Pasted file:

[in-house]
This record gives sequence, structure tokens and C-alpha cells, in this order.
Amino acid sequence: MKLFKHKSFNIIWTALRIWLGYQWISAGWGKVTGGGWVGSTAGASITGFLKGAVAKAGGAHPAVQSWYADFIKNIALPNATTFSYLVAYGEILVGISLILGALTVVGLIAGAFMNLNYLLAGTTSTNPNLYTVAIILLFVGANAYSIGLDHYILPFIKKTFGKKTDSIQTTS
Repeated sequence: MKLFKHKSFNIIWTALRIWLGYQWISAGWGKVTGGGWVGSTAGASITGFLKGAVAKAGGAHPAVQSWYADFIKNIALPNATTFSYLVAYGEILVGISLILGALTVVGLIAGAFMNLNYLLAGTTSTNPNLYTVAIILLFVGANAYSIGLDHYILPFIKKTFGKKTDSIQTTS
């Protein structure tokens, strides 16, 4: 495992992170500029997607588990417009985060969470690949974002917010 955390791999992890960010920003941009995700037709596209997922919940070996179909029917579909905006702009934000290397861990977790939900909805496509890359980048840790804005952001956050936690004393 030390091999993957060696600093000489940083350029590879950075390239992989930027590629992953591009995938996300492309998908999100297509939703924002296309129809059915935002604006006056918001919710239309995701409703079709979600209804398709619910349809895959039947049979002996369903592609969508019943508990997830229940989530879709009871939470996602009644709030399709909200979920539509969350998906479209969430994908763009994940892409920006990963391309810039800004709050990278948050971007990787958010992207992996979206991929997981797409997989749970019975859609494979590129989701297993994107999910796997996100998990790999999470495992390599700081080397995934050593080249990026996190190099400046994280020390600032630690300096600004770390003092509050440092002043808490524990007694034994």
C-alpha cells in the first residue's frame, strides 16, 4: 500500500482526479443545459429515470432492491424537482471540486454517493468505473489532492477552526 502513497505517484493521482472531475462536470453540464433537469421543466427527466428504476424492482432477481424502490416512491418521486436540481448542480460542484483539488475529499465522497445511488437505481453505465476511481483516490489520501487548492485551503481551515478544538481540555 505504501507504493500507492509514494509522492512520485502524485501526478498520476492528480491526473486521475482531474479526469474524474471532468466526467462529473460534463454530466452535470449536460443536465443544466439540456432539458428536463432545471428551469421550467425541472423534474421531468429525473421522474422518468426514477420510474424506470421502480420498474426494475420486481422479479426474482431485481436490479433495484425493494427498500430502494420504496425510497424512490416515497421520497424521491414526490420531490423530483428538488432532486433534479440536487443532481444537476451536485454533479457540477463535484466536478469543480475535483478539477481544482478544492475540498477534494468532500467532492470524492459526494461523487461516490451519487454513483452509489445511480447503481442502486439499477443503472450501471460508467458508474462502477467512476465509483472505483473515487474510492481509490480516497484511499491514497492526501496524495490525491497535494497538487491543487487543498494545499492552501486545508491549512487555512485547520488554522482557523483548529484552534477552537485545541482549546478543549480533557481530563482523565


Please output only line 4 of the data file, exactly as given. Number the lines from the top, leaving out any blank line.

Repeated sequence: MKLFKHKSFNIIWTALRIWLGYQWISAGWGKVTGGGWVGSTAGASITGFLKGAVAKAGGAHPAVQSWYADFIKNIALPNATTFSYLVAYGEILVGISLILGALTVVGLIAGAFMNLNYLLAGTTSTNPNLYTVAIILLFVGANAYSIGLDHYILPFIKKTFGKKTDSIQTTS